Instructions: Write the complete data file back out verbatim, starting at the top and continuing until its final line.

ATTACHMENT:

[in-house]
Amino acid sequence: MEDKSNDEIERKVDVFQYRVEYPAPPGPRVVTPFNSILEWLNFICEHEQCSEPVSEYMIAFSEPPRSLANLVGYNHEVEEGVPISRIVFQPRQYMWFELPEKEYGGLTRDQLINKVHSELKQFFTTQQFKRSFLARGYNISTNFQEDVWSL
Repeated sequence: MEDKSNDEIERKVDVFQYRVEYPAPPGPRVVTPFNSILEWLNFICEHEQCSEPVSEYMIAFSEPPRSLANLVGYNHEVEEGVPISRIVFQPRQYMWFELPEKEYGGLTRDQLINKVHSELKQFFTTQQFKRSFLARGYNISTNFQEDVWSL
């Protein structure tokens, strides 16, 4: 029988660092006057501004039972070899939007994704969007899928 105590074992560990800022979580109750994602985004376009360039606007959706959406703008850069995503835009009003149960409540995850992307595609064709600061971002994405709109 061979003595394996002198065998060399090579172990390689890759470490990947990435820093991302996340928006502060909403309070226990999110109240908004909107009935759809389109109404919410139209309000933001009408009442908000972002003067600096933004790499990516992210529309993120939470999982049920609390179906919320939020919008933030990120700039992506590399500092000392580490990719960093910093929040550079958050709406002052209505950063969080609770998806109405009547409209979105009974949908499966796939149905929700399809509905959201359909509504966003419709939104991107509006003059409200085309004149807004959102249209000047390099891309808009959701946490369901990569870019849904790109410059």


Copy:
[in-house]
Amino acid sequence: MEDKSNDEIERKVDVFQYRVEYPAPPGPRVVTPFNSILEWLNFICEHEQCSEPVSEYMIAFSEPPRSLANLVGYNHEVEEGVPISRIVFQPRQYMWFELPEKEYGGLTRDQLINKVHSELKQFFTTQQFKRSFLARGYNISTNFQEDVWSL
Repeated sequence: MEDKSNDEIERKVDVFQYRVEYPAPPGPRVVTPFNSILEWLNFICEHEQCSEPVSEYMIAFSEPPRSLANLVGYNHEVEEGVPISRIVFQPRQYMWFELPEKEYGGLTRDQLINKVHSELKQFFTTQQFKRSFLARGYNISTNFQEDVWSL
């Protein structure tokens, strides 16, 4: 029988660092006057501004039972070899939007994704969007899928 105590074992560990800022979580109750994602985004376009360039606007959706959406703008850069995503835009009003149960409540995850992307595609064709600061971002994405709109 061979003595394996002198065998060399090579172990390689890759470490990947990435820093991302996340928006502060909403309070226990999110109240908004909107009935759809389109109404919410139209309000933001009408009442908000972002003067600096933004790499990516992210529309993120939470999982049920609390179906919320939020919008933030990120700039992506590399500092000392580490990719960093910093929040550079958050709406002052209505950063969080609770998806109405009547409209979105009974949908499966796939149905929700399809509905959201359909509504966003419709939104991107509006003059409200085309004149807004959102249209000047390099891309808009959701946490369901990569870019849904790109410059």